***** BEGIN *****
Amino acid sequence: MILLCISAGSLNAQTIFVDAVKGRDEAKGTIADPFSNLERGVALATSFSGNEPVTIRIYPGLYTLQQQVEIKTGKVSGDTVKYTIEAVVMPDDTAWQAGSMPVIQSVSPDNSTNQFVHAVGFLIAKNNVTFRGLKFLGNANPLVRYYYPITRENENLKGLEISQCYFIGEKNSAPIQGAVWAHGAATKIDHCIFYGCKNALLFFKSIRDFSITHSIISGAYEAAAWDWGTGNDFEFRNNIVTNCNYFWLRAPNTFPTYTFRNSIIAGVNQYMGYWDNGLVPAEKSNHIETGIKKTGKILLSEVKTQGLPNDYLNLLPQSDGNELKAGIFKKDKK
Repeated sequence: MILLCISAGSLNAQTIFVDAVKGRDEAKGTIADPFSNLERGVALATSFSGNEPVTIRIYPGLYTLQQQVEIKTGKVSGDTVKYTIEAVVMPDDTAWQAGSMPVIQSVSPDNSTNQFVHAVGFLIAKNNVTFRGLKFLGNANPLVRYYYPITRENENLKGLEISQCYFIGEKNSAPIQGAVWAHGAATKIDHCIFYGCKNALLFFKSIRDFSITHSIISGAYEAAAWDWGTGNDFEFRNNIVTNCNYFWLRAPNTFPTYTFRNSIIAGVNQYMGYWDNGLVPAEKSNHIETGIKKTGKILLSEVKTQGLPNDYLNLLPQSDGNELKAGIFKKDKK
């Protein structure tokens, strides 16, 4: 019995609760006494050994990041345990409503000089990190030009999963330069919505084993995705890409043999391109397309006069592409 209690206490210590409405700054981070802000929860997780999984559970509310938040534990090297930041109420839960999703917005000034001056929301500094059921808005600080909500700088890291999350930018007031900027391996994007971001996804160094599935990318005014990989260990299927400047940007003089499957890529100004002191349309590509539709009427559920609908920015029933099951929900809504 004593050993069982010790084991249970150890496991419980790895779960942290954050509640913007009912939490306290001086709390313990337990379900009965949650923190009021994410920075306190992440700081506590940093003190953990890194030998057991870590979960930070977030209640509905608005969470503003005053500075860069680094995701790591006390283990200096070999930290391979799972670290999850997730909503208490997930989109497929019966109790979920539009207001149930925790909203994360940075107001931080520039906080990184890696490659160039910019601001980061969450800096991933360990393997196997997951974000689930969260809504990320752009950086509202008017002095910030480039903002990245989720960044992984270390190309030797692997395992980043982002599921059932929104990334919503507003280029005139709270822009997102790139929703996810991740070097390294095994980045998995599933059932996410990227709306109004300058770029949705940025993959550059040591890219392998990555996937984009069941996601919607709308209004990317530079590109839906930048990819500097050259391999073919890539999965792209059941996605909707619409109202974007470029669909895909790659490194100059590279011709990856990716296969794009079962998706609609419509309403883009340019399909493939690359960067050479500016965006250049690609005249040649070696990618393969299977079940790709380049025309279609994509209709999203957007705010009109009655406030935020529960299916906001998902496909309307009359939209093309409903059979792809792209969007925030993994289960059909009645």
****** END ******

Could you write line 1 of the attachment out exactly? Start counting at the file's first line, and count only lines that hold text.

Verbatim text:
Amino acid sequence: MILLCISAGSLNAQTIFVDAVKGRDEAKGTIADPFSNLERGVALATSFSGNEPVTIRIYPGLYTLQQQVEIKTGKVSGDTVKYTIEAVVMPDDTAWQAGSMPVIQSVSPDNSTNQFVHAVGFLIAKNNVTFRGLKFLGNANPLVRYYYPITRENENLKGLEISQCYFIGEKNSAPIQGAVWAHGAATKIDHCIFYGCKNALLFFKSIRDFSITHSIISGAYEAAAWDWGTGNDFEFRNNIVTNCNYFWLRAPNTFPTYTFRNSIIAGVNQYMGYWDNGLVPAEKSNHIETGIKKTGKILLSEVKTQGLPNDYLNLLPQSDGNELKAGIFKKDKK